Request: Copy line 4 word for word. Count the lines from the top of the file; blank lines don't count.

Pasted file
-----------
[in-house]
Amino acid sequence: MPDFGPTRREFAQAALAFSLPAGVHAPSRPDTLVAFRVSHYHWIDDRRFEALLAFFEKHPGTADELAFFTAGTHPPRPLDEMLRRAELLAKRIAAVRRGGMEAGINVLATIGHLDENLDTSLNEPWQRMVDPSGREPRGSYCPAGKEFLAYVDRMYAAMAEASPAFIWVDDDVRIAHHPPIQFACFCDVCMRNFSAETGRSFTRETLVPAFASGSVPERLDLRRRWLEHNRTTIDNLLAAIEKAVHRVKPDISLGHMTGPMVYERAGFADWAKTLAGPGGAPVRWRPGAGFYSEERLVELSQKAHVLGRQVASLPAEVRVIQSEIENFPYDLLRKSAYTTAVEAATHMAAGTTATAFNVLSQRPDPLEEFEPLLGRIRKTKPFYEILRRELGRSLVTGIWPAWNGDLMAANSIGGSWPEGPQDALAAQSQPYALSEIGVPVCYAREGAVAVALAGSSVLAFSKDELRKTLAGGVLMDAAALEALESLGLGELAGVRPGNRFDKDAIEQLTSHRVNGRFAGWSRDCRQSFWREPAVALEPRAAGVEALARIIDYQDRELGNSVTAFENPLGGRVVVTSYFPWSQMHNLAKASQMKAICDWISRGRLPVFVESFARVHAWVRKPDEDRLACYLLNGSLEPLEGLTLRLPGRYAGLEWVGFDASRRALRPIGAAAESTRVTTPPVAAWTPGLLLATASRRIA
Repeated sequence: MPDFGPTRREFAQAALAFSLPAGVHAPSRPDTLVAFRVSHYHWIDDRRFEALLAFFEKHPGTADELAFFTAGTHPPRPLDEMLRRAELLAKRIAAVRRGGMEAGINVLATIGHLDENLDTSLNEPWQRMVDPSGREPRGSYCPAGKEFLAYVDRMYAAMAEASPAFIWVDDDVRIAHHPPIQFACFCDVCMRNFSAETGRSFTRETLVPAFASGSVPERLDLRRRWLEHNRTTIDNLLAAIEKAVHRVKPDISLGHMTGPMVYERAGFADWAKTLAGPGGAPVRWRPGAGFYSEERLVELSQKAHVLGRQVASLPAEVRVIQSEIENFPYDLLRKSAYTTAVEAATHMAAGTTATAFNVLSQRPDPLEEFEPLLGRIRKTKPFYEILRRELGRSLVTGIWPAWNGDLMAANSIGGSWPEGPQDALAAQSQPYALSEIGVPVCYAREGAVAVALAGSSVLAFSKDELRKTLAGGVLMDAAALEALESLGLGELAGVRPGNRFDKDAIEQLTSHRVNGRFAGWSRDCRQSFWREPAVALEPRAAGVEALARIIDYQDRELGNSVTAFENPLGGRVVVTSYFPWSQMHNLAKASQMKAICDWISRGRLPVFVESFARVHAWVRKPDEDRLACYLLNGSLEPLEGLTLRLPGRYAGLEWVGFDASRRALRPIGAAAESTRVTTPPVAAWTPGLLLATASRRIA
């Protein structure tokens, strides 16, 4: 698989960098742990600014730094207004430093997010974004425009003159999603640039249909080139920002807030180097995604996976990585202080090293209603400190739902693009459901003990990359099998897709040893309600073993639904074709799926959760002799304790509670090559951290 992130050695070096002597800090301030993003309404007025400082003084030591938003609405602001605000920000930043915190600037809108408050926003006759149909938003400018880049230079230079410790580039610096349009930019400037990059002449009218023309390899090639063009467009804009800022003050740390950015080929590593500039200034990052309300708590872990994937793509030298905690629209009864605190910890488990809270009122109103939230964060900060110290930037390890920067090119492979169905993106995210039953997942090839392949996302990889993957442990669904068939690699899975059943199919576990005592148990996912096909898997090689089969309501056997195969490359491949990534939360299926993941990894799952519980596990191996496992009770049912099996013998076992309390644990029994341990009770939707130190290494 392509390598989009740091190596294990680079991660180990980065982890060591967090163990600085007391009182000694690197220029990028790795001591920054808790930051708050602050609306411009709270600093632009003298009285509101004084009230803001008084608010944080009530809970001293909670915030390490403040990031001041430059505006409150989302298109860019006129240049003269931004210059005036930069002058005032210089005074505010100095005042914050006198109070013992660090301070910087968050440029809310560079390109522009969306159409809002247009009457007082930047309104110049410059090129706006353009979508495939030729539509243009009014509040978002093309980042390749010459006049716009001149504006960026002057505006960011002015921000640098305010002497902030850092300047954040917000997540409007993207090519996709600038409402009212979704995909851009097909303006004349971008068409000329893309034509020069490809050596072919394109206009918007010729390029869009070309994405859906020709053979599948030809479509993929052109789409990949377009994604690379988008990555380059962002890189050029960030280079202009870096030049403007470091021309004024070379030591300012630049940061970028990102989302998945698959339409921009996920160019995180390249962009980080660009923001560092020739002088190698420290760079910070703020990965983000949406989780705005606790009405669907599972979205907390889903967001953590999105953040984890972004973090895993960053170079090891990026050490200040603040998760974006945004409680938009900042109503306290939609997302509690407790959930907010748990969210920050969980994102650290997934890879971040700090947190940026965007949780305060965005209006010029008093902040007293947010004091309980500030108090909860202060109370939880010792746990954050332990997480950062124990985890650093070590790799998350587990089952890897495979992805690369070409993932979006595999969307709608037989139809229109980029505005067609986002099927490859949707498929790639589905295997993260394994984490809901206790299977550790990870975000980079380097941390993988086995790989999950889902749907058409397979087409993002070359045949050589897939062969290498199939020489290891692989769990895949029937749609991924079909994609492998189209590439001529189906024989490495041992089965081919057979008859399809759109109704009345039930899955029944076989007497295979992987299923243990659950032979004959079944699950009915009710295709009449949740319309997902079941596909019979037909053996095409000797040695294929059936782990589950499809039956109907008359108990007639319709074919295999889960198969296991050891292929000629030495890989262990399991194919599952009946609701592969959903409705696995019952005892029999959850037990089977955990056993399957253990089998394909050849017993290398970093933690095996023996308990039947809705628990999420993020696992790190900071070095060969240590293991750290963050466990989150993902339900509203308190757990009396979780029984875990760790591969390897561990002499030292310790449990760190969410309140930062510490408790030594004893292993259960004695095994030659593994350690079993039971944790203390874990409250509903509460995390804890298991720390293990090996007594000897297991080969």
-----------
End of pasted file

């Protein structure tokens, strides 16, 4: 698989960098742990600014730094207004430093997010974004425009003159999603640039249909080139920002807030180097995604996976990585202080090293209603400190739902693009459901003990990359099998897709040893309600073993639904074709799926959760002799304790509670090559951290 992130050695070096002597800090301030993003309404007025400082003084030591938003609405602001605000920000930043915190600037809108408050926003006759149909938003400018880049230079230079410790580039610096349009930019400037990059002449009218023309390899090639063009467009804009800022003050740390950015080929590593500039200034990052309300708590872990994937793509030298905690629209009864605190910890488990809270009122109103939230964060900060110290930037390890920067090119492979169905993106995210039953997942090839392949996302990889993957442990669904068939690699899975059943199919576990005592148990996912096909898997090689089969309501056997195969490359491949990534939360299926993941990894799952519980596990191996496992009770049912099996013998076992309390644990029994341990009770939707130190290494 392509390598989009740091190596294990680079991660180990980065982890060591967090163990600085007391009182000694690197220029990028790795001591920054808790930051708050602050609306411009709270600093632009003298009285509101004084009230803001008084608010944080009530809970001293909670915030390490403040990031001041430059505006409150989302298109860019006129240049003269931004210059005036930069002058005032210089005074505010100095005042914050006198109070013992660090301070910087968050440029809310560079390109522009969306159409809002247009009457007082930047309104110049410059090129706006353009979508495939030729539509243009009014509040978002093309980042390749010459006049716009001149504006960026002057505006960011002015921000640098305010002497902030850092300047954040917000997540409007993207090519996709600038409402009212979704995909851009097909303006004349971008068409000329893309034509020069490809050596072919394109206009918007010729390029869009070309994405859906020709053979599948030809479509993929052109789409990949377009994604690379988008990555380059962002890189050029960030280079202009870096030049403007470091021309004024070379030591300012630049940061970028990102989302998945698959339409921009996920160019995180390249962009980080660009923001560092020739002088190698420290760079910070703020990965983000949406989780705005606790009405669907599972979205907390889903967001953590999105953040984890972004973090895993960053170079090891990026050490200040603040998760974006945004409680938009900042109503306290939609997302509690407790959930907010748990969210920050969980994102650290997934890879971040700090947190940026965007949780305060965005209006010029008093902040007293947010004091309980500030108090909860202060109370939880010792746990954050332990997480950062124990985890650093070590790799998350587990089952890897495979992805690369070409993932979006595999969307709608037989139809229109980029505005067609986002099927490859949707498929790639589905295997993260394994984490809901206790299977550790990870975000980079380097941390993988086995790989999950889902749907058409397979087409993002070359045949050589897939062969290498199939020489290891692989769990895949029937749609991924079909994609492998189209590439001529189906024989490495041992089965081919057979008859399809759109109704009345039930899955029944076989007497295979992987299923243990659950032979004959079944699950009915009710295709009449949740319309997902079941596909019979037909053996095409000797040695294929059936782990589950499809039956109907008359108990007639319709074919295999889960198969296991050891292929000629030495890989262990399991194919599952009946609701592969959903409705696995019952005892029999959850037990089977955990056993399957253990089998394909050849017993290398970093933690095996023996308990039947809705628990999420993020696992790190900071070095060969240590293991750290963050466990989150993902339900509203308190757990009396979780029984875990760790591969390897561990002499030292310790449990760190969410309140930062510490408790030594004893292993259960004695095994030659593994350690079993039971944790203390874990409250509903509460995390804890298991720390293990090996007594000897297991080969």